2008 Cochran Morgan Consignment Auction

The Cochran Auction Service Annual Fall Morgan Horse Consignment Auction is scheduled for November 6, 7, and 8, 2008 and will once again be held at Tattersalls in Lexington, KY. In addition to the over 120 quality Morgans listed in the catalog, Penny Cochran has let me know that 7 additional horses will be participating. Information regarding those added horses will be listed on AboveLevel.com once Penny can send it to us.

The schedule for the sale will include a Tack Auction on Thursday afternoon (12:00pm-6:00pm) and Friday morning (9:00am) while, the Thursday evening session (7:00pm) will feature 15 horses being sold by PlayMor Farm, the Morgan horse farm located in Lexington, KY and owned by the Hazen family. Friday night (7:00pm) will continue the consignment horse auction, with Lot numbers 1-40 being sold. The remaining horses, Lots 1-131, will be auction on Saturday starting at 9:00am.

For lodging information, directions and more information visit the Cochran Auction Services website.

52 Responses to 2008 Cochran Morgan Consignment Auction

  1. Chris Nerland says:

    I agree with you, Bill, that a better choice of marketing for the filly was possible (but who knows the backstory?) An old time Morgan Breeder stated years ago (It may have been Don Balch) that only 10% of the horses produced were suitable to be kept as breeding stock. Who decides? The market does eventually, but usually you won’t know if a horse is exceptional until their first colts are on the ground. Some of the best breeders out there can look at a weanling and know, but few have that sort of eye. That is what Judges were supposed to do with in-hand classes, but in-hand classes are not filled at all like they were 20 years ago. With out any condemnation, I am simply observing that there are so many combinations of bloodlines being tried out that there is very little consistency in the product and consequently, there are horses that have no market available to them. The original thread of this forum was a discussion of whether killer-price puts a floor under the horse market. I believe that it does and the legislation should have been more about humane transport and handling rather than an all-out ban. I have eaten horse in France and found it to be quite good. I prefer beef.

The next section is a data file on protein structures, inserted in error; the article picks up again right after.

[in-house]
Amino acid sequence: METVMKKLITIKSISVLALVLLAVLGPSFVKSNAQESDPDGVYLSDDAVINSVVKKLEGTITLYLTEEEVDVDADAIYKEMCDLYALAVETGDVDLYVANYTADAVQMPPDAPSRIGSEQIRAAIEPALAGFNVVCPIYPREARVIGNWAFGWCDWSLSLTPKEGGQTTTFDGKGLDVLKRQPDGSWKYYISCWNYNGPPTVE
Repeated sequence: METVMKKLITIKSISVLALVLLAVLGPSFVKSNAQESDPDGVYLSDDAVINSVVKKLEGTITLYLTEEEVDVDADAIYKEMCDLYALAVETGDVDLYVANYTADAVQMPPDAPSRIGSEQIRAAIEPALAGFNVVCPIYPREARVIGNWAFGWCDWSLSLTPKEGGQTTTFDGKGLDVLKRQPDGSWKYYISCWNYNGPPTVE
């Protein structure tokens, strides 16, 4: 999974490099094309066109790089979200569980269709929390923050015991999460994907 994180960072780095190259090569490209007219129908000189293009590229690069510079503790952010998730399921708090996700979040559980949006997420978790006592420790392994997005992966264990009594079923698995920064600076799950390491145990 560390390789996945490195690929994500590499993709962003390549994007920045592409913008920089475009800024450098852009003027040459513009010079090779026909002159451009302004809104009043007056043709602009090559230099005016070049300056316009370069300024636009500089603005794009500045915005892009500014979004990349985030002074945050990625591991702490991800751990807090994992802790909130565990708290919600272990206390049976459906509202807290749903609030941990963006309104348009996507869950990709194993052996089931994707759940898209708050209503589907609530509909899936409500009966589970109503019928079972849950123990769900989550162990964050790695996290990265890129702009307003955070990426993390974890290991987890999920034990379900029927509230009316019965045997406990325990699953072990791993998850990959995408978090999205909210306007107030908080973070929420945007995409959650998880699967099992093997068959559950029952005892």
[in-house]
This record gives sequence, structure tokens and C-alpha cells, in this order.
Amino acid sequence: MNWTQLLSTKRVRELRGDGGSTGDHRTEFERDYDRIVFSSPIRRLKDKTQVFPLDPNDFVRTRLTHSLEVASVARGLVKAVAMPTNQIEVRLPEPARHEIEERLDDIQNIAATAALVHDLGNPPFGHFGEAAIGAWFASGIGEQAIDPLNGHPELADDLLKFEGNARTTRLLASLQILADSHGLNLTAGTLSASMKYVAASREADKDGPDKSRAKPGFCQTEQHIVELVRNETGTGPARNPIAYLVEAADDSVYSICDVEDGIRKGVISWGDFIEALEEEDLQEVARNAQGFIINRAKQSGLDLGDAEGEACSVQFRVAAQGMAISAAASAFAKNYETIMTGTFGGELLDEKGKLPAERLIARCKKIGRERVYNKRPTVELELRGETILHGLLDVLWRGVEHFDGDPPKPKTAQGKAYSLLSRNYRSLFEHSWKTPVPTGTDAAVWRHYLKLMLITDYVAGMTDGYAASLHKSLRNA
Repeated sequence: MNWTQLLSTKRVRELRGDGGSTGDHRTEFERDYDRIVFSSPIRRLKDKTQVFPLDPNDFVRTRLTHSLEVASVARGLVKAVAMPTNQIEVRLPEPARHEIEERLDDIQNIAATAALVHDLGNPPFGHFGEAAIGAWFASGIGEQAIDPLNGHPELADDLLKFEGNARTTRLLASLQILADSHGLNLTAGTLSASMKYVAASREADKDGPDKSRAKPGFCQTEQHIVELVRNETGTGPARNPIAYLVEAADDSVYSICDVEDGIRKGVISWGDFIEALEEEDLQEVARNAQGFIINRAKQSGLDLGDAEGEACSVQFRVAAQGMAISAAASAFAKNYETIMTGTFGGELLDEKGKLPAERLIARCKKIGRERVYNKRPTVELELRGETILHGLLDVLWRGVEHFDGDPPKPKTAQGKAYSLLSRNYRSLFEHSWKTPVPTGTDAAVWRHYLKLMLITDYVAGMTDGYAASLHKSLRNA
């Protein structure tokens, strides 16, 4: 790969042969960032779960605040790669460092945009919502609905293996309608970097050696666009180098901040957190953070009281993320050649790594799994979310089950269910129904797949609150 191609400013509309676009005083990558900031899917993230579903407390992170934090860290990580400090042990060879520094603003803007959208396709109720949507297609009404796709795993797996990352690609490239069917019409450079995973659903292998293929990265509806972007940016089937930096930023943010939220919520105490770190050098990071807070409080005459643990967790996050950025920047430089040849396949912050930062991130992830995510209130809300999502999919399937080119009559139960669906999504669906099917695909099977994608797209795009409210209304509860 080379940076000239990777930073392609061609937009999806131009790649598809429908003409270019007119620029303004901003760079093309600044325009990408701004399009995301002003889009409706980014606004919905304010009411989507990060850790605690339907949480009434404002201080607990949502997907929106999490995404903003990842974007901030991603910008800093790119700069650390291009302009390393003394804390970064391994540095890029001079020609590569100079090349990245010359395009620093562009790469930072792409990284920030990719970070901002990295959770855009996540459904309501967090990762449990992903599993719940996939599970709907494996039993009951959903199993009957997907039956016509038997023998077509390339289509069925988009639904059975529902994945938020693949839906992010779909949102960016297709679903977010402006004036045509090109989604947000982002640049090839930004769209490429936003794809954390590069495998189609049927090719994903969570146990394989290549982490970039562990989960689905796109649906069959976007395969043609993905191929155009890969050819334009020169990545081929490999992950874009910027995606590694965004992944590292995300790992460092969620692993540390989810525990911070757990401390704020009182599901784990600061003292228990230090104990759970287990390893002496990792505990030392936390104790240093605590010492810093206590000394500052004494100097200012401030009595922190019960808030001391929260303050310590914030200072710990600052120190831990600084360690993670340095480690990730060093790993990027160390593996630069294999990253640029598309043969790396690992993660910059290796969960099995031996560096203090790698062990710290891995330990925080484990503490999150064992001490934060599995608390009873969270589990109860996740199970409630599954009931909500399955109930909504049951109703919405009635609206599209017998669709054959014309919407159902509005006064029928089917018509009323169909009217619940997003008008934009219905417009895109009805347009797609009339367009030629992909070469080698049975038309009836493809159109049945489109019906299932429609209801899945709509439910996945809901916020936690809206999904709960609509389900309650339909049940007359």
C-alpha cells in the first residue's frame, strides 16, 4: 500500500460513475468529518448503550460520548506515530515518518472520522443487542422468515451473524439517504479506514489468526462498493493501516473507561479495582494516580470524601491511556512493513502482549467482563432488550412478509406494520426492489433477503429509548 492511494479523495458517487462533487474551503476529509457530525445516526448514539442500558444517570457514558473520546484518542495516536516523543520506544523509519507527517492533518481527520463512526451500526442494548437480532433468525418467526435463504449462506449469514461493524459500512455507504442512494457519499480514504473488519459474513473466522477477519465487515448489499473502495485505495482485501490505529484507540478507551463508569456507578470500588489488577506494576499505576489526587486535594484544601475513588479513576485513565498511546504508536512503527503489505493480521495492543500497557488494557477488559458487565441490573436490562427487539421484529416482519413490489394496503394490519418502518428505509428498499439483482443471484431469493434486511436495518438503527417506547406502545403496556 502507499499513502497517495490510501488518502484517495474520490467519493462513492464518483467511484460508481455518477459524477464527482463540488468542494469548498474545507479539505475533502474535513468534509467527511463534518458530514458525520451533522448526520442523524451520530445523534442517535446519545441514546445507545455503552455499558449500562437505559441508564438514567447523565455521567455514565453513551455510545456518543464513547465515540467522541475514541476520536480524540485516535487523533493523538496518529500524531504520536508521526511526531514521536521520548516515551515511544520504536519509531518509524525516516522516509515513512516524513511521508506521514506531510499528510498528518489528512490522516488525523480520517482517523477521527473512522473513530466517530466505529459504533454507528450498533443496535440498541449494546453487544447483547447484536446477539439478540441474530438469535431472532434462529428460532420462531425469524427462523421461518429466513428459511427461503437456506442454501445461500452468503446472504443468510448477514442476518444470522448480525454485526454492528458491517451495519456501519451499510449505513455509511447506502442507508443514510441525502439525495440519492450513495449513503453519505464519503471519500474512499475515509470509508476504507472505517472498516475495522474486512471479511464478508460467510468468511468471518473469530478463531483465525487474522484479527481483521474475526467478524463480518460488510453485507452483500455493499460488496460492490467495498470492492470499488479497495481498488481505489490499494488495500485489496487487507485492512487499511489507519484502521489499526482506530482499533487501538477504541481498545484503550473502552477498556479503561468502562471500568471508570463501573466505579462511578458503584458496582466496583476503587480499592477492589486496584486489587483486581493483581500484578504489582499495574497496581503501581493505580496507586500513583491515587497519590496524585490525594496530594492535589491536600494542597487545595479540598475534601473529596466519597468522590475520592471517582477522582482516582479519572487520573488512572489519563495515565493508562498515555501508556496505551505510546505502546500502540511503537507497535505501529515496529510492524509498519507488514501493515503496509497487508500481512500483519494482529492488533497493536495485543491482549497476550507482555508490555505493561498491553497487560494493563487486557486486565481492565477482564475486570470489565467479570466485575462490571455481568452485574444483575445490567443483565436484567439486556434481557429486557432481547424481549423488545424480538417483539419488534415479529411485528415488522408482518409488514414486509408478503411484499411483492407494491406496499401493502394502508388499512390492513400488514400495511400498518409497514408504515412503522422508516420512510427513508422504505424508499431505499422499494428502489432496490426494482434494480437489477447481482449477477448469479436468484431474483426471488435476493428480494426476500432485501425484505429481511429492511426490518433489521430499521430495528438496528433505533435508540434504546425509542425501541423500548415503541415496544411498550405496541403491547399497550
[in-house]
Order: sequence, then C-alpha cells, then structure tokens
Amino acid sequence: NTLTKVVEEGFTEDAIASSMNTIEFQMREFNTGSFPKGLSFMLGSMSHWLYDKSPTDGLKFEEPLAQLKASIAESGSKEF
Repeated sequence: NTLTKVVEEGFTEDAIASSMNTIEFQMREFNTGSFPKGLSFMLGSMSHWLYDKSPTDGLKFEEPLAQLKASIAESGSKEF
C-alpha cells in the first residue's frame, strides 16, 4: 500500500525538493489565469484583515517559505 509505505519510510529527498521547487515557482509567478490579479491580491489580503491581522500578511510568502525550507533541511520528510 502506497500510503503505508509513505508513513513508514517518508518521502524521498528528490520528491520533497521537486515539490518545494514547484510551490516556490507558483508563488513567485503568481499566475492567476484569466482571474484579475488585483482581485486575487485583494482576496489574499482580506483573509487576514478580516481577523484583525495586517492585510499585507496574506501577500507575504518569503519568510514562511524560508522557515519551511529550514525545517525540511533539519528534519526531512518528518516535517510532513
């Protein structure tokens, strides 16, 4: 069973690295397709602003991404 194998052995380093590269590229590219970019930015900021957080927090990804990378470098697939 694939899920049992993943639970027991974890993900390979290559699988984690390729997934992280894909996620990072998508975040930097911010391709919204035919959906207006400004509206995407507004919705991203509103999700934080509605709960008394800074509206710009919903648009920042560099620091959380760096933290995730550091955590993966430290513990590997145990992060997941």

2. kim viker says:

    While I respect Bill’s thoughts, I must also respectively disagree with a few of his points. Our breed is not really doing all that well, and the economic instability of current is going to make things get a whole lot worse before they get better. We are losing small breeders, and historically, the backbone of genetic diversity in the breed has been due to the small breeders. I enjoy a beautiful show horse, and there are many correct and typey ones out there; but there are also quite a few that are not too good, quite frankly. As breeders, every mating needs to be a potential hit on correct type and conformation, not just a guess. Our registration numbers are painfully low, and I think will get lower way before things start to come back. What can be done to turn this thing around? That is the million dollar question. First is the overall economy, and that will take time. Second is trying to keep as much of the genetic diversity around as possible, and that will be much harder to accomplish. No, I certainly don’t have the answer; but I do hope that the Morgan breed can maintain diversity and viability during these rough times.

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